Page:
“Dolorosi martir, fieri tormenti” (“Bitter agonies, fierce torments”) is one of the most stunning settings and can be said to use extravagant pictorialism in the service of extraordinarily subtle and refined poetry. Marenzio uses the Phrygian mode, which has a built-in tension since the second degree of its scale is only a half step higher than the first. This interval, called a ‘minor second,’ is very poignant in and of itself and can be used to great affect and effect to create dissonance. The text opens by describing ‘agonies and torments, as well as harsh traps, cruel snares and rasping chains’ and these things provide ample opportunity for visual illustration in musical terms. The first theme (repeated by all five voices in turn) is jarring because it presents the phyrygian modality but then immediately departs to a pitch that is outside the mode. We are ‘tormented’ through these opening lines with music that is greatly drawn out and gives no sense of arriving in the place/tonality that the ear expects. ‘Chains’ are depicted through an inordinately long string of suspensions (dissonances created by one line moving and another staying still). ‘Sad voices, complaints, howlings and wailings’ are graphically brought to life in a variety of ways, with the lamenting figure being gentle and sung together as a group, and then the top line leaping to a very high note to complain and howl and wail. In an example of a visual pun intended to be appreciated solely by those reading/singing the music, the word ‘night’ is set using blacked notes. And if you thought the chains in the beginning were long, the words ‘never-ending misery’ are even more drawn out and dissonant before the pace picks up in depiction of the “bitter tasting nourishment” that closes the work. It’s a little gem of a piece and one in which new details will come to light on each listening.
Dolorosi martir, fieri tormenti Bitter agonies, fierce torments,
Duri ceppi, empi lacci, aspre catene, harsh traps, cruel snares, rasping chains,
Ov’io la notte, i giorni, ore e momenti, through night and day, at all hours and every moment
Misero piango il mio perduto bene I lament my lost love wretchedly
Triste voci, querele, urli e lamenti, Sad voices, complaints, howlings and wailings,
Lagrime spesse e sempiterne pene tears frequently-shed and never-ending misery
Son il mio cibo e la quite cara nourish me, and the serene tranquility
Della mia vita oltr’ogni assenzio amara. of my life is bitter tasting.
The “Dialogo a otto in riposta d’eco” (“Dialogue for 8 voices with response in echo”) is a little different, but equally noteworthy. In this case, we begin with a text attributed to the renowned poet Torquato Tasso. The poem itself is genius. Our narrator goes into the woods where he/she wonders aloud what has become of the object of his/her affection. Each time our narrator pauses, the woods ‘reply’ with an echo of the last syllable that was spoken. Oh so cleverly chosen, that last syllable of text has a different meaning from when it was attached to its original word. As a result, our narrator gets a less than favourable ‘response’ to his lamenting, and by the end he/she is in a worse state than at the beginning (dumb ass – that’s what happens when you go off to the woods and talk to yourself…) So, Marenzio set this text using an ensemble of two separate ‘choirs,’ each with four voices and one sings the parts of the narrator while the others respond as the echo. And of course, the more the narrator speaks and the more heated he/she becomes, the greater the response and build up of replies from the echo. The piece is all of four and a half minutes long, but Marenzio’s treatment is almost like a symphonic structure in service of the text. I challenge you not to laugh out loud as you listen to this.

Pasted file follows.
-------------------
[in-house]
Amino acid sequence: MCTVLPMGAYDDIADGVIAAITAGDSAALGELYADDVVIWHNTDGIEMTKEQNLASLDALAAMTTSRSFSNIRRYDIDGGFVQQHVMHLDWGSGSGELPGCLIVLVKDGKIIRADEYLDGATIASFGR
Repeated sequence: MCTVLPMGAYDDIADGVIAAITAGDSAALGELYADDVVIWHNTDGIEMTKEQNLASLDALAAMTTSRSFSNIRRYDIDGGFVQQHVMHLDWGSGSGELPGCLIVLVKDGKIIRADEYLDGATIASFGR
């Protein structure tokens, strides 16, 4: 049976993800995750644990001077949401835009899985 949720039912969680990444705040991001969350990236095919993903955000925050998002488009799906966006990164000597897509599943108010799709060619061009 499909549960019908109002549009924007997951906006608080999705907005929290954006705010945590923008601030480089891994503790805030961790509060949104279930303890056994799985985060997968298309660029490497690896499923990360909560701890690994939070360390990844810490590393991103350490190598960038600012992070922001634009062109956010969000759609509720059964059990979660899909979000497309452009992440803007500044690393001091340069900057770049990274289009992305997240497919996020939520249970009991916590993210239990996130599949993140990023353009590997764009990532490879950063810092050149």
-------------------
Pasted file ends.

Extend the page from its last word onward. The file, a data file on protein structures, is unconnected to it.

Dialogo a otto in riposta d’eco: Dialogue à 8, with response in echo:
O tu che fra le selve occulta vivi, O you, who dwell hidden in the forest,
Ch’è della vita mia, ch’è del mio Amore? what has become of my life, what has become of my Love?
Dunque, Ninfa gentil, se lei si more, So, sweet nymph, if she dies,
Non vedrò le sue luci a fé giammai? will I never gaze on her eyes again?
Che faró dunque in sì noiosa vita? What to do then, in a life so full of troubles?
Chi mi consolerà nel stato mio? Who will comfort me in this state?
E tu, come ti chiami, miserella, And you, what is your name, poor little one,
che consolarmi voi in questo speco? who is wishing to console me amongst these ruins?
Eco gentil che ne gl’ultimi accenti Sweet Echo, who to those last words
Mi risponde, non son d’amante esempio? replies to me, “am I not the embodiment of a lover?”
E perché mi risponde ch’io son emio? And why reply to me by saying that I am undeserving?
Non ho avuto pieta di suoi lamenti? Did I not feel compassion when she was bemoaning her fate?
Menti You lie!
Mentir non posso che’l ciel e le stelle I cannot lie, the heavens and stars can bear witness
Ponno far fede s’io gl’ho dato guai! to the fact I have never caused her any harm!
Hai But you have!
Or sia come si voglia, a Dio, ti lasso, Whatever it is, farewell, I leave you,
Spirto c’hai voce e fra gli boschi vivi, spirit which has a voice and dwells in the woods,
Or quanto ho detto fra gli tronchi scrivi. now that I have spoken amongst these trees, it is written.
La Compagnia del Madrigale bills itself as a recently founded group, and the group would seem to be comprised of talented young Italian singers who are individually active all over Europe. As an ensemble they are terrific, and achieve an impressive result interpreting these works. The fact that they are so sensitive to the subtleties of the language is one of the biggest assets of this recording. Successfully presenting this music for an ‘external audience’ requires an intimate understanding and exaggerating of the text. So that also means that a listener’s experience will be greatly enhanced by burying one’s nose in the liner booklet and following not just the storyline in translation, but each word and image and gesture of the original poetry. (**Be forewarned: digital downloads do not come with texts and translations! This is a situation where ‘old school’ is not just better, but genuinely the only option, if you ask me.**) Anyone who enjoys the subtleties and cleverness that language can offer will greatly enjoy this recording, and this kind of music.
Joëlle Morton is a widely sought performer on violas da gamba and historical double basses and directs the Scaramella chamber music series in Toronto, in addition to having a large studio of private students and teaching viola da gamba at the University of Toronto. She is the official Viol Consultant for the Hart House collection of antique viols, and is the author of a number of scholarly articles and performing editions.